[LLVMdev] LLVM 3.4 stable releases
tom at stellard.net
Mon Jan 20 07:30:47 PST 2014
On Thu, Jan 16, 2014 at 12:53:21PM -0600, Hal Finkel wrote:
> ----- Original Message -----
> > From: "Sylvestre Ledru" <sylvestre at debian.org>
> > To: "Tom Stellard" <tom at stellard.net>, llvmdev at cs.uiuc.edu
> > Cc: "erik verbruggen" <erik.verbruggen at me.com>
> > Sent: Thursday, January 16, 2014 12:20:38 PM
> > Subject: Re: [LLVMdev] LLVM 3.4 stable releases
> > On 14/01/2014 00:32, Tom Stellard wrote:
> > > Hi,
> > > 1. Get volunteers to help
> > >
> > > This is probably the most important thing on this list. Stable
> > > releases
> > > need to be a community effort, there is too much work for just a
> > > few people to
> > > do.
> > Count me in.
> Me too! Tom, thanks for doing this!
> > >
> > > 2. Choose a release manger.
> > >
> > > I will volunteer for this, but if someone else wants to do it, I
> > > have no
> > > problem relinquishing the role.
> I'm certainly willing to help with this (I'm a bit hesitant to say that I'll do it, because I'm not sure what's involved with actually creating the binaries). I'll certainly help with culling the bug fixes to be back ported into the stable branch.
I think usually the testers are responsible for creating the binaries.
The release manager is in charge of committing the patches to the stable
branch and also making sure the release process guidelines are being
I think tracking down all the bug-fixes could be difficult, so it would be
good to have several people helping with this.
> > I would have been interested a few months ago but since I am going to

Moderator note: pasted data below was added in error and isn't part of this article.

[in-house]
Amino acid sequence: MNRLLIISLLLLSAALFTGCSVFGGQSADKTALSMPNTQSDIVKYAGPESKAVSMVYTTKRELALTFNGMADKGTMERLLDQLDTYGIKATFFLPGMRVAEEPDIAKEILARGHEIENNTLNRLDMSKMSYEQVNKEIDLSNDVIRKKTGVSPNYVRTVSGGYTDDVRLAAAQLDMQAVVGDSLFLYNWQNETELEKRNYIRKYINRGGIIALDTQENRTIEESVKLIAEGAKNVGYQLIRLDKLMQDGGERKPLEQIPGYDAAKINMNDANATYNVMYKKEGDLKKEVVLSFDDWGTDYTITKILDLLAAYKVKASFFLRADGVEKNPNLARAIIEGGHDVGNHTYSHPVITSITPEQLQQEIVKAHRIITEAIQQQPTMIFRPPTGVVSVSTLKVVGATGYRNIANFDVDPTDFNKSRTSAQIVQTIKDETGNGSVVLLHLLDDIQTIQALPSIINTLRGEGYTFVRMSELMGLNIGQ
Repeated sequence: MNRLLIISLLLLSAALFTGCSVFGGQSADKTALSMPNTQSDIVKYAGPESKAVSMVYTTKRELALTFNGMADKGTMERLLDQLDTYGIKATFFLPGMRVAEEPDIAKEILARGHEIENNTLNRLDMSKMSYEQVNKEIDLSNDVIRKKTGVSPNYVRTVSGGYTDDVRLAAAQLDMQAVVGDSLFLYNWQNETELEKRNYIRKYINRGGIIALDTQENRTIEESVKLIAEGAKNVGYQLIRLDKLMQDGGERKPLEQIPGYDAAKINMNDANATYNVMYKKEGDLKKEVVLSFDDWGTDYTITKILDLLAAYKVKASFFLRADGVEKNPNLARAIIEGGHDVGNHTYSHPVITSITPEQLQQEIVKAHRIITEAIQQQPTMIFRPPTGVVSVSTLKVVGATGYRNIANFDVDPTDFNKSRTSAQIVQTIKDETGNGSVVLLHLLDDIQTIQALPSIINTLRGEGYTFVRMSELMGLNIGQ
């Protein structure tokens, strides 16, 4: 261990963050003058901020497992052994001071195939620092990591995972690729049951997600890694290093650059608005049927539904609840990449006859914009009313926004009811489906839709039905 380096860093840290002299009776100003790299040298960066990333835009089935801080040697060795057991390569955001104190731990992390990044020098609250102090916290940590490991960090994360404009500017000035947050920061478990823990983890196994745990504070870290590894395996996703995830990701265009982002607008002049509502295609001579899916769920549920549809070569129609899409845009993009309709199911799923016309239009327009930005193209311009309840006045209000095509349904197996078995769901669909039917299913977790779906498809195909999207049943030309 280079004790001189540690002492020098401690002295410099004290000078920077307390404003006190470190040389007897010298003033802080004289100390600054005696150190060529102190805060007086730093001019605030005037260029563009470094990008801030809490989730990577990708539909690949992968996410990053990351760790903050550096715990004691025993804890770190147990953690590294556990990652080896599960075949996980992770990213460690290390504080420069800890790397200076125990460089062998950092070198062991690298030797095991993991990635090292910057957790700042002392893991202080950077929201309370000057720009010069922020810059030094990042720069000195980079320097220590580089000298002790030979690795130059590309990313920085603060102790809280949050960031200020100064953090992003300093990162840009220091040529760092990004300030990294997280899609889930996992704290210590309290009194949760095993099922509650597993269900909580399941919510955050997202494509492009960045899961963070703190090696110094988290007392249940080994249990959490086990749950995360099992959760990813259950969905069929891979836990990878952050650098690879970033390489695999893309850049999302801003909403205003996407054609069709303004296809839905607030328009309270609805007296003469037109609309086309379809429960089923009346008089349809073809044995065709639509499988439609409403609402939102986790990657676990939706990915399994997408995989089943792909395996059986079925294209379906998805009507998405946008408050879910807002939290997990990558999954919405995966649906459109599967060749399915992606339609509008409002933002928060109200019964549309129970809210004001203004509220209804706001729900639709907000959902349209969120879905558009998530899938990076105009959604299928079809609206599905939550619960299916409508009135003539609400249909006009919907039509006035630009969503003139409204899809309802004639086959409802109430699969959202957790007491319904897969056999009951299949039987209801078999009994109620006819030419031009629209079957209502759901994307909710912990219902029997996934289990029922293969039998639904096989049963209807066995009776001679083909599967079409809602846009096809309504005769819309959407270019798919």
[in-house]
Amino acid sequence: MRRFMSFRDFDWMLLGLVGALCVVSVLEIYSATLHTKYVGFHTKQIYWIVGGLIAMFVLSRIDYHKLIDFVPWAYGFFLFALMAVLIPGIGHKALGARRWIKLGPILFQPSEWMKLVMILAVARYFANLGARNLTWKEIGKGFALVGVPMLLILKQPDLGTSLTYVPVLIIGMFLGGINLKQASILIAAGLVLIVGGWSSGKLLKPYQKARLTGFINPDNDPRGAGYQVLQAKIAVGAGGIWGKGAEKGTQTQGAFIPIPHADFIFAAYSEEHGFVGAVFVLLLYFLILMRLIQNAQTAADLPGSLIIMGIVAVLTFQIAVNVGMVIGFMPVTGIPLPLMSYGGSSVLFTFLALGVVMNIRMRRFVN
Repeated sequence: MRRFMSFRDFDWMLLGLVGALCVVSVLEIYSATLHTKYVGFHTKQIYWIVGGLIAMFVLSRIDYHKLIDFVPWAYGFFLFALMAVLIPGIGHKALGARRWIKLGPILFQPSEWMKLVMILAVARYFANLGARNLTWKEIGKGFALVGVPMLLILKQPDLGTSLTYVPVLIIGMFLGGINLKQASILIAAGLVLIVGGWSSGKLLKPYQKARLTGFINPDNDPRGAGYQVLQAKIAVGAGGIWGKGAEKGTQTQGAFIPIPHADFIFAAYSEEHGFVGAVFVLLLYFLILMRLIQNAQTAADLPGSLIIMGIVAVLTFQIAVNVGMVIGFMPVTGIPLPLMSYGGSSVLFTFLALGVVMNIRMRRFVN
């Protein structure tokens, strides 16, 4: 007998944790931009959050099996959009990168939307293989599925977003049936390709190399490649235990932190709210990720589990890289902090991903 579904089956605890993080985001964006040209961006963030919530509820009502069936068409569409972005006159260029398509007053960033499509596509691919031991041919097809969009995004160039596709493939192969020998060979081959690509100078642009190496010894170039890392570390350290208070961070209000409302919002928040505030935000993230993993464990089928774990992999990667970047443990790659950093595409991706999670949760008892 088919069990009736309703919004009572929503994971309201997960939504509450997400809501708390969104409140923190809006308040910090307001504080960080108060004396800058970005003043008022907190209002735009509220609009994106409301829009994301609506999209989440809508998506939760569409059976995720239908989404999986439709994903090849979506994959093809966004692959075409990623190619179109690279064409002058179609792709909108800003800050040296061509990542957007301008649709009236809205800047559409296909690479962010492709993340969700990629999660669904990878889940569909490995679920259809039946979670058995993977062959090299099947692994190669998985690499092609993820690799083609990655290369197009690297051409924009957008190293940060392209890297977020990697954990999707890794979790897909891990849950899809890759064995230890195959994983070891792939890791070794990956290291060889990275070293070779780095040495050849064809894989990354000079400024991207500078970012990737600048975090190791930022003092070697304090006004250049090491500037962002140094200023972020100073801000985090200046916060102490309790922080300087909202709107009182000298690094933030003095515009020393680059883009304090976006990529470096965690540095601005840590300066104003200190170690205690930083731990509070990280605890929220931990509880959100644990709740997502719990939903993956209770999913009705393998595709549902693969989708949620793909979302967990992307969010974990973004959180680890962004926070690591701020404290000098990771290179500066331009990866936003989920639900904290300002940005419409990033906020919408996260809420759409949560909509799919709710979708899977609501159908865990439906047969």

> > start a new job next Tuesday.
> > I don't think that would be reasonable.
> > > 4. Come up with a list of all the platforms which must be tested in
> > > order to make a release.
> > >
> > > 5. Determine whether or not stable releases should maintain a
> > > stable ABI.
> > >
> > > It seems like the preference in the community is to keep a stable
> > > ABI
> > > with stable releases. I'm curious what uses cases require a stable
> > > ABI?
> > From the distro pov, all libraries depending on LLVM or clang
> > libraries.
> > That is starting to be important.
> > If you change the ABI, we, distribution, would have to rebuild all
> > packages depending on
> > LLVM & Clang. If we keep the same ABI, this work won't be necessary.
> > Changing an ABI is really a nightmare from the distribution point of
> > view...
> > > 6. Add patch level to LLVM version (e.g. 3.4.0)
> > >
> > > 7. Figure out the .so name to use for stable releases (i.e. Should
> > > we
> > > use libLLVM-3.4.so or libLLVM-3.4.1.so)
> > libLLVM-3.4.so should be OK if the ABI does not change.
> But, we might also want to symlink a libLLVM-3.4.1.so to it; that way if you ship a binary that depends on some bug fix in 3.4.1 (and explicitly link against 3.4.1), it can't accidentally be run in an environment with only 3.4 (obviously, there are other ways to do this, but that seems the simplest).
> > >
> > > 9. Choose a release date for LLVM 3.4.1
> > >
> > > My recommendation is to release LLVM 3.4.1 3 months after 3.4 and
> > > have it
> > > be the only stable release. Once we get better as a community at
> > > doing
> > > stable releases, then maybe we can consider doing more.
> > I am not sure that it is about date but more about the number of
> > critical bugs in the current stable release...
> > I would add a 10) point.
> > Clearly document what kind of patches are acceptable from a stable
> > release.
> > For me, it should be only important bug fixes, no new feature.
> I think we should take bug fixes, generally, (crashes and especially miscompiles), but only those that are did not involve any significant amount of refactoring (or are tied to new features).
> > Sylvestre
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> Hal Finkel
> Assistant Computational Scientist
> Leadership Computing Facility
> Argonne National Laboratory
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